The ultimate success of the process, dropped like a hot potato, is unclear, but it was worth trying. I would not be surprised if it is actually tried in some form, perhaps as an unofficial market or as an unpublicized field study of some sort. Putting aside largely misplaced moral concerns, the cost/benefits of potentially risky activities and procedures can only be determined if they are actually field tested. A country that accepted the rather controversial and potentially dangerous concept of pre-emptive war should not be so opposed to the use of a potentially valuable, and probably much less lethal, additional tool in the ongoing struggle against domestic and foreign insecurity.

Saturday, July 26, 2003

Political Strategy and Perceptives: Recently, I discussed and took part in discussions about the appropriate winning strategy for the Democrats. First off, I responded to some conservative praise of Prime Minister Blair's speech to Congress. I think Blair put forth an eloquent speech with many Democratic themes, though the overall point of it all was really to support President Bush and his flawed Iraqi policy. This is why conservatives who in most cases don't think much of the Prime Minister's policies went out of their way to rave about his speech. A speech some demeaned as his "white man's burden" speech ... good intentions, but done so in an unsavory, almost colonialist way.

I added some two cents to a more general discussion on "values and arguments" here with some additional comments here (the response that took Dave Barry's quote seriously is amusing). An interesting article by Harmful To Minors author Judith Levine about the alternatives to marriage is found here. I support her general attempt to argue that in the current era there are many "marriage like" relationships that should not all be put into one box known as "marriage," but still receive some governmental sanction for various reasons, including care of children. I also talk about how the current administration is no fan of free trade in a somewhat amusing, though serious, case involving Vietnam and catfish.

While on the political theme, the NYT reports that the President has nominated two more for the DC Appeals Court, where Miguel Estrada is destined to go whenever the filibuster against him fails. There are various reasons why these nominees show yet again the I got to say slimy nature of the Bush judicial nomination process. One nominee is Janice R. Brown, a black conservative [who wrote a key anti-affirmative action decision] that has gotten some controversy, but though I'm not familiar with her record enough to make any conclusions, my tentative belief is she is likely just a conservative pick whose color helps smooth the way.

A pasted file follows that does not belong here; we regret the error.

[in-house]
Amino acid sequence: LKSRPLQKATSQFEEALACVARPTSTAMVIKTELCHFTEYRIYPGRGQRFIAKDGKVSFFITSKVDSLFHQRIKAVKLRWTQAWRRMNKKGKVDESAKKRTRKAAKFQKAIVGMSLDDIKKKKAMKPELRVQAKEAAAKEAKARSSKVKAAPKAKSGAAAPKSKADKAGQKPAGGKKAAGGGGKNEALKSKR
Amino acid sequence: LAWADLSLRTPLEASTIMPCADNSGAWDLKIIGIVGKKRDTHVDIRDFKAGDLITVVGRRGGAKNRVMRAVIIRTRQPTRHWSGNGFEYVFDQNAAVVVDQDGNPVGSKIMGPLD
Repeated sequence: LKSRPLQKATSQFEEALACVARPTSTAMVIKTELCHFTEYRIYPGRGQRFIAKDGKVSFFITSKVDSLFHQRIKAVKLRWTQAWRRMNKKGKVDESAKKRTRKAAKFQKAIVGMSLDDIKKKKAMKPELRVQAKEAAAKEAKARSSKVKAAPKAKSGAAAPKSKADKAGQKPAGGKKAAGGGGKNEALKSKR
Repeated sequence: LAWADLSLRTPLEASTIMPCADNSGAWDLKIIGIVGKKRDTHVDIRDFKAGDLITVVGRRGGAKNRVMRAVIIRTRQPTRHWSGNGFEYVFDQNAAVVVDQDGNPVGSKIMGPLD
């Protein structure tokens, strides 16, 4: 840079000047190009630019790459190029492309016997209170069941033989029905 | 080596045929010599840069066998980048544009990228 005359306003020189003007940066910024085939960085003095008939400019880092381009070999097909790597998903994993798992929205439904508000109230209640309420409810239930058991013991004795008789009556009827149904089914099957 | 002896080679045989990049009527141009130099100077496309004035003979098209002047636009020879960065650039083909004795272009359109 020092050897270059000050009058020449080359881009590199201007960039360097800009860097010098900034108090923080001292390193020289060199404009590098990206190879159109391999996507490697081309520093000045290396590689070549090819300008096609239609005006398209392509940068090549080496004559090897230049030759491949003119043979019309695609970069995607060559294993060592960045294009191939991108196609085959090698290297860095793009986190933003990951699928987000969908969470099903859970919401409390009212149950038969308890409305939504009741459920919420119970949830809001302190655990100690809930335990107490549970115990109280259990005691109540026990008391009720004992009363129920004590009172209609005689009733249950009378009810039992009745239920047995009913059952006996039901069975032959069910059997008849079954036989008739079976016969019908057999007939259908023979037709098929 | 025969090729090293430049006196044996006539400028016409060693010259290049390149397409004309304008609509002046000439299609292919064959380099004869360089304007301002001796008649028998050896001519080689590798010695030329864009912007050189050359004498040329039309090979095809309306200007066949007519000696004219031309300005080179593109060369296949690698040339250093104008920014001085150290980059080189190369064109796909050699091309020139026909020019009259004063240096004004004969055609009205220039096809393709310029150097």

It is true that many Clinton picks were struck down for ideological reasons, so this is a factor, but it is the least of the problems in this case. First, the President is making three nominations to a key circuit court with openings largely because Republicans blocked Clinton nominees, and also argued there was no need for a full bench. Apparently, now they changed their mind.

Second, the other nominee is thirty-eight year old Brett M. Kavanaugh, an associate White House counsel, a key player in choosing other nominees to the federal bench. Thus, the Democrats in the Senate as well as others involved in the process would likely distrust him, not unjustly seeing him as an ideologue in a time when we need noncontroversial picks to the bench. His age is also a factor ... I do wonder if he is so qualified that it is justified to place someone so young on a federal appellate bench. Finally, guess what else he is known for? Yes! He was a key aide to Kenneth Starr, having a big role in the investigation of President Clinton and writing the infamous Starr Report. You [expletive deleted] got to be kidding me! How in the hell is this guy a good choice, especially to this court when Justice (in California) Brown alone is controversial for her views? It is this sort of thing that aggravates me to no end ... the arrogance, lack of desire to even try not to be divisive, and the lack of guts to even admit the fact half the time that makes by blood boil.